Larry Chrzan’s mother didn’t want him to join the Navy; she feared that if he were killed in battle at sea his body might never be found. But Larry had a compelling but personally peculiar reason to join the Navy. As a Depression-era teenager, he had spent several years in the CCC (Civilian Conservation Corps), dressed in a uniform similar to the Army’s. At the time of his World War II enlistment, he was ready for a change of clothes.
Larry served for two and a half years, most of it aboard the USS Cleveland (CL-55)–a light cruiser longer than two football fields, weighing 10,000 tons, and carrying 1200 men. With prodigious recall of facts, figures, names, dates, incidents and locations, Larry detailed a gunnery career battling Japanese forces in the Pacific at such hotspots as Guam, Guadalcanal, Saipan and the Philippines.
At war’s end, Larry returned home to his Strip District immigrant neighborhood. From the densely populated block at Penn Avenue, Mulberry Way and 28th Street where he had grown up, more than a dozen young men went to war. “On that whole block,” he recalled, “I was the only one that made it.”
Larry died at age 91, nine days after recording this interview.
During the early afternoon of September 15, 2012, 91 year old Larry Chrzan and his son David joined us for our interview in the glorious Gettysburg Room of Soldiers & Sailors Memorial Hall in Pittsburgh’s Oakland section.
We were delighted that Mr. Chrzan had brought so many photographs and other memorabilia with him that day. It’s always a delightful privilege that we may look back through the years at the images of young sailors and soldiers–forever so youthful and carefree in those now faded and fragile old photographs.
Veterans’ scrapbooks, like their stories and memories, are often so frail from age and use that we have to gingerly plumb through them with the utmost care. Still, they are for us and future generations amazing portals into the past. Time machines.
Larry’s was our second oral history interview that gorgeous and sun filled afternoon. Yet, a hint of Fall was in the air, the eventual changing of the seasons. It was a gentle reminder that, as it is with so many of the elderly veterans we’ve come to know through our project, the golden days of Summer eventually draw to an end.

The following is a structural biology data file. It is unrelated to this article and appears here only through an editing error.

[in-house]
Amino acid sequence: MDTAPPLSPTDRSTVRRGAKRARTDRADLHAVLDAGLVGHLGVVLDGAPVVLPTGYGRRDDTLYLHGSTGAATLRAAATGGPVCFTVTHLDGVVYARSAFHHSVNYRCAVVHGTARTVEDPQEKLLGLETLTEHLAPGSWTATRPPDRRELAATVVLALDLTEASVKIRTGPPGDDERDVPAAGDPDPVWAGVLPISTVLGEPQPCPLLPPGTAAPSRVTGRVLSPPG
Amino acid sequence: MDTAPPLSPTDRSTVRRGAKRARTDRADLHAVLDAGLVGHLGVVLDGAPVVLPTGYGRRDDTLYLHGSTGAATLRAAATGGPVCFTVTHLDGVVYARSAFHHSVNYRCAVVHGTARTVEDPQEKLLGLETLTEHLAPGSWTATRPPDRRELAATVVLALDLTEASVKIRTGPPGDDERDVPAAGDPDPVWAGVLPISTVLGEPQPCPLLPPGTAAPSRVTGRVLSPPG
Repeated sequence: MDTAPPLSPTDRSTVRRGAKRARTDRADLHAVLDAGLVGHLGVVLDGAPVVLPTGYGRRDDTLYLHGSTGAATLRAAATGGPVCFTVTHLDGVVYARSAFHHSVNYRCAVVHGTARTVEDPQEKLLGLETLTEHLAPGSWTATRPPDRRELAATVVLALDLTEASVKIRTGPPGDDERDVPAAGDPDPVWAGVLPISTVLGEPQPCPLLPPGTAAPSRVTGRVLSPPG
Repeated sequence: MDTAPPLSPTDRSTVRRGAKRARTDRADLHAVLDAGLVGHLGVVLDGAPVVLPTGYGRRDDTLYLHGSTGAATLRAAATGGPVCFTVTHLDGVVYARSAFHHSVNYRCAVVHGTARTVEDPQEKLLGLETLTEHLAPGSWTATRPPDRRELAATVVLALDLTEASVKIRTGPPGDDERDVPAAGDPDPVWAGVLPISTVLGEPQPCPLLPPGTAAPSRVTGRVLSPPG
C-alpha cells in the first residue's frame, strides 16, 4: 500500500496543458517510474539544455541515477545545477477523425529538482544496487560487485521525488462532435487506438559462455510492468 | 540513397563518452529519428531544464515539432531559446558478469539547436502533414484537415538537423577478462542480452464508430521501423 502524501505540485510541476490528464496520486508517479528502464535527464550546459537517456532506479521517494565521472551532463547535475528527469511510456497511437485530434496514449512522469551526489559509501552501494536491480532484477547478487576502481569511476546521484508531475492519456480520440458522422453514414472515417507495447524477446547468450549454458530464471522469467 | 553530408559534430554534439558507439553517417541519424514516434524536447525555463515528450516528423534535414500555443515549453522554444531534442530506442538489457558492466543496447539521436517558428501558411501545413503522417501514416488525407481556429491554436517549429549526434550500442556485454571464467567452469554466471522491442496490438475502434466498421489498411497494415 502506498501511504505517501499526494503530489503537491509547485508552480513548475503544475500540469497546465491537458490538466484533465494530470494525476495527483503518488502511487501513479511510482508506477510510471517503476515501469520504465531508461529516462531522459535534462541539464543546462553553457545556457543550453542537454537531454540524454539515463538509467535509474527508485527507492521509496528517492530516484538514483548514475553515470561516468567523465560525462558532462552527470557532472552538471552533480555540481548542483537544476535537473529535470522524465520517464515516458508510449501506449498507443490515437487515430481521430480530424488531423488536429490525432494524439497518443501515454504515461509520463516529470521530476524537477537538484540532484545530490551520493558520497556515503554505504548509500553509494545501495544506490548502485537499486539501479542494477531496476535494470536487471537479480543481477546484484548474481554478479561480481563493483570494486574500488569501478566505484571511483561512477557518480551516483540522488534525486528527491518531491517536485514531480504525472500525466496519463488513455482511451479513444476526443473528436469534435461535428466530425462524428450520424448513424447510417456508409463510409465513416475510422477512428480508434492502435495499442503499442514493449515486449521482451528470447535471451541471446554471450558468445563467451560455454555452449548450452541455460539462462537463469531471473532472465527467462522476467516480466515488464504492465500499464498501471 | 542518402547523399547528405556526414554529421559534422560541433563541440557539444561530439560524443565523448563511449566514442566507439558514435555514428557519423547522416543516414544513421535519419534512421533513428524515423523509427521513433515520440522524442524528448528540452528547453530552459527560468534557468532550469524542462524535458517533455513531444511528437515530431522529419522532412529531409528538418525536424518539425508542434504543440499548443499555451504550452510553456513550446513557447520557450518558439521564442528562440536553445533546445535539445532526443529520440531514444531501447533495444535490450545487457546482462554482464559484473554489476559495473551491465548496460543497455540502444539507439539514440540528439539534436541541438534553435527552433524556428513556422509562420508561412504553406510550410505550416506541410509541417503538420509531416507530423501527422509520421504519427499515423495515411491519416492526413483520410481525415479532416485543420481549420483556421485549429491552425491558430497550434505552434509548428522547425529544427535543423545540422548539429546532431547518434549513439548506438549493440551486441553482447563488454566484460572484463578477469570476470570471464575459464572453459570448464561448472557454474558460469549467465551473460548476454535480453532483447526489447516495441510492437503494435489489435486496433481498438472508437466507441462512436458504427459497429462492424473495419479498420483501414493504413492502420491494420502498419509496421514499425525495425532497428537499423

Thank you for your stories and your service our nation, Mr. Chrzan.
In My Own Words
The Final Story…
Larry Chrzan, age 91, of Westmoreland County, formerly of Pittsburgh, after a wonderful life filled with many friends and adventures, died suddenly on Wednesday, September 26, 2012. He was preceded in death by his parents, John and Katherine (Myjak) Chrzan; and more recently, by his loving daughter, Nancy Ann Chrzan. He is survived by his former spouse, Anna M. (Stolarski) Chrzan; his children, Kathleen Smith, David (Susan) Chrzan, Larry (Janet) Chrzan; his grandchildren and great- grandchildren; his sister, Helen Markovich; nieces and nephews; his companion, Elsie Paich; his extended family, Millie DeMore and Cindy Cavallucci.
Larry served in the U.S. Navy during World War II and was a plank owner of the U.S.S. Cleveland and was awarded eight battle stars while serving in North Africa and the South Pacific. He later served on the U.S.S. Gustafson in the North Atlantic. Larry held many union positions, starting as a union steward at Helms Express and was elected to numerous positions in the Teamsters Local #30 and served as president for the last 12 years that he was in office ending in 1984. From 1985-2011, he was the president of the Teamsters Local #30 Federal Credit Union. He was a charter member of the PA Conference of Teamsters, trustee of the Teamsters Joint Council #40, a board member of the Western Westmoreland Municipal Authority for 25 years and was a member of the V.F.W. Post #781.
In his memory, Larry would request that you “VOTE DEMOCRAT.” In lieu of flowers, memorial contributions can be made to the Veteran Voices of Pittsburgh Oral History Initiative, 200 Magnolia Place, Pittsburgh, PA 15228.
Family and friends were received at the Walter J. Zalewski Funeral Home, 216 44th Street, Lawrenceville, on Thursday 6-8 p.m. and Friday 2-8 p.m. A Funeral Mass at St. Stanislaus Church was held on Saturday at 10 a.m. Interment was at Allegheny Cemetery with Military Honors.